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Group Criticizes BWA for Article on China

A group monitoring abuses of religious freedom criticized the Baptist World Alliance for an article celebrating the growth of Christian churches in China.

“The church in <?xml:namespace prefix = st1 ns = “urn:schemas-microsoft-com:office:smarttags” />China has gone through persecution, suffering and imprisonment since 1949,” BWA General Secretary Denton Lotz wrote in an article on the BWA Web site titled “I Love the Church in China.” <?xml:namespace prefix = o ns = “urn:schemas-microsoft-com:office:office” />
 
“Now, in the post Red Guard period, the churches are flourishing,” Lotz continued. “This is not with the Western understanding of religious freedom which includes witness beyond the walls of the church building, but with their freedom of worship it is amazing how God’s Spirit is moving in China.”
 
Voice of the Martyrs responded by criticizing the article for “singing the praises” of the China Christian Council, an umbrella and service organization for Protestant churches in China. VOM said most Chinese Christians view the council as a “tool of China’s communist regime.”
 
“It is tragic to see how these well-meaning people were naively used by the communist government in an attempt to rehabilitate China’s flagging public image as one of the most egregious religious-rights violators in the world, said VOM, a 40-year-old organization that claims to speak up for the “persecuted church” around the world.
 
“One would think that Christians would have learned long ago from experience in the Soviet Union that you just cannot trust what government-sanctioned religious organizations show and tell you.”
 
Asked to respond to the criticism, Lotz told EthicsDaily.com that the VOM article failed to take notice of the clear distinction he made between “freedom of religion” and “freedom of worship.” The point of his article, he said, was to celebrate the fact that Chinese churches are flourishing despite restrictions on expressions of Christian faith that Americans and other Westerners take for granted.
 
“My article was not an investigative article on the question of religious freedom in China,” Lotz said. “It was an attempt to rejoice with those who rejoice and to tell the truth about the good things that are happening, in spite of restrictions.”
 
As a former missionary to Eastern Europe and the Soviet Union, Lotz said he understands what it means to be a Christian under communism. He said he was giving his personal observations and not speaking for the BWA, and that he has been observing the Chinese church since his first visit in 1986.
 
“Anyone would be blind and naïve to not recognize the tremendous movement of the Holy Spirit and growth of the church in China since 1949,” he said. “One cannot deny the spectacular growth of the church, the daily increase in believers, the amazingly huge new churches that are being built all over China. One cannot deny that there are now 21 seminaries in China, that 2 million Bibles are printed each year, and that thousands of young men and women are coming to Christ.”
 
Lotz’s article came on the heels of a “friendship tour” in China following the BWA’s recent General Council meetings in South Korea. The trip included visits to the Beijing Christian Council and the seminary in Nanjing and dinner with the China Christian Council’s past president, Han Wenzao.
 
The BWA group was unable to visit the China Christian Council headquarters in Shanghai, but Lotz managed to represent Baptists at a CCC-sponsored “Exhibition of the History of Bible in China” in Hong Kong, where he happened to be attending the recent BWA Youth Congress.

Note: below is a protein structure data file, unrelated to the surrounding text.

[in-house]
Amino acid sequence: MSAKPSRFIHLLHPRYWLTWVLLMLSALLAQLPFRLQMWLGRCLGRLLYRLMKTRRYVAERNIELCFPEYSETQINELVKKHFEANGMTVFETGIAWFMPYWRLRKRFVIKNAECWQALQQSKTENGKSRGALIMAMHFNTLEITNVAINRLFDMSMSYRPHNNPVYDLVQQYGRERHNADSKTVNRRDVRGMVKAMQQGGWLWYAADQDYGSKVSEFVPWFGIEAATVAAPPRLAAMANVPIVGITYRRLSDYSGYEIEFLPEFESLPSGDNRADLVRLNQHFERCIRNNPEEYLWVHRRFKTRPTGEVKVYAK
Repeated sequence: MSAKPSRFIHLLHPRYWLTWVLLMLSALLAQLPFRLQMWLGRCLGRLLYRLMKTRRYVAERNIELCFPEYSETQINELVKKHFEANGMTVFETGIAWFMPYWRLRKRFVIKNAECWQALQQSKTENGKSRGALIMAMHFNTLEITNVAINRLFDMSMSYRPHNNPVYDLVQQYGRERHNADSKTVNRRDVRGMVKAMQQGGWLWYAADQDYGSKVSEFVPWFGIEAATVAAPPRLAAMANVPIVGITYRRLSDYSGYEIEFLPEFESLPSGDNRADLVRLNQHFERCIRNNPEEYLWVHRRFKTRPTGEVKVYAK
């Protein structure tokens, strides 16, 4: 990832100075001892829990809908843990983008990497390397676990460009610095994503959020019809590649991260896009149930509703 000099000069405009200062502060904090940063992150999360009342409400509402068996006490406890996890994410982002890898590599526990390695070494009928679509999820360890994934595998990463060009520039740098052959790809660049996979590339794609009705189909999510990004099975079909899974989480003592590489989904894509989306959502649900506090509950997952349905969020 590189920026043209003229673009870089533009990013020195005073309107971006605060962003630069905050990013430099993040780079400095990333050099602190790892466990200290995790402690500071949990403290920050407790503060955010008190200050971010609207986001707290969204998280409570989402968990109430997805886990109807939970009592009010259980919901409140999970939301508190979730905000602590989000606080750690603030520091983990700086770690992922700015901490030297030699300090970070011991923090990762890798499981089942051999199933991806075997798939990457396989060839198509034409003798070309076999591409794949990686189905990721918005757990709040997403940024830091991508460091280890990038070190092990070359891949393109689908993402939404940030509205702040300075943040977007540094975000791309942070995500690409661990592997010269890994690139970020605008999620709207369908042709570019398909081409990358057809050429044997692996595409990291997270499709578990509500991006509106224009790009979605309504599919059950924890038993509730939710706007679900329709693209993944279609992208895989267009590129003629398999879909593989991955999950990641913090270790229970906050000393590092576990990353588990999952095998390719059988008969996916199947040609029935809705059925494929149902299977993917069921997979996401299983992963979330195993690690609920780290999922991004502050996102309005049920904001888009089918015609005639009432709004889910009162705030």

Bob Fu, president of the China Aid Association, noted the irony that on the day the Bible exhibition began, Aug. 6, more than 100 house church leaders were arrested in Henan Province, according to BosNewsLife, a Christian Internet news service based in Hungary.
 
Lotz said he does not deny there is persecution of house churches or the arrests of Christians in China, but that the BWA is resolute in telling the Chinese government that it supports full religious freedom and opposes torture, repression and imprisonment of religious leaders.
 
“On the other hand, do those who criticize the Chinese government report on the mighty work of the Spirit in China, or do they only report on the bad things that men are doing everywhere?” he said. “I tried to report on the good things that God is doing.”
 
Rather than just criticizing the government, Lotz said Christians should thank God for the growth of Christianity in China, pray for Chinese Christians and work with all governments to end repression and achieve true religious freedom.
 
The U.S. State Department lists China as a “country of particular concern” for severe violations of religious freedom. The U.N. Commission on Human Rights, however, refused to vote on a resolution of censure against China, proposed by the United States.
 
The Cooperative Baptist Fellowship, which cooperates with the China Christian Council to send volunteers to teach English and do other work in China, includes a “frequently asked question” on a Web site about “Don’t you compromise your witness by cooperating with a communist government?”
 
“On the contrary, we are taking light and love to places that have little or no exposure to the gospel,” the CBF responds. “It is a mystery to them why so many people in America care about the poor and backward peoples in the Chinese countryside. At the very least, a seed is planted and decades of mistrust and suspicion can begin to be put aside. At the very most, there may be unexpected harvests.”
 
Bob Allen is managing editor of EthicsDaily.com.

Also see:
China’s Religious Freedom Picture in Eye of Beholder
Numbering, Classifying China’s Churches Complicated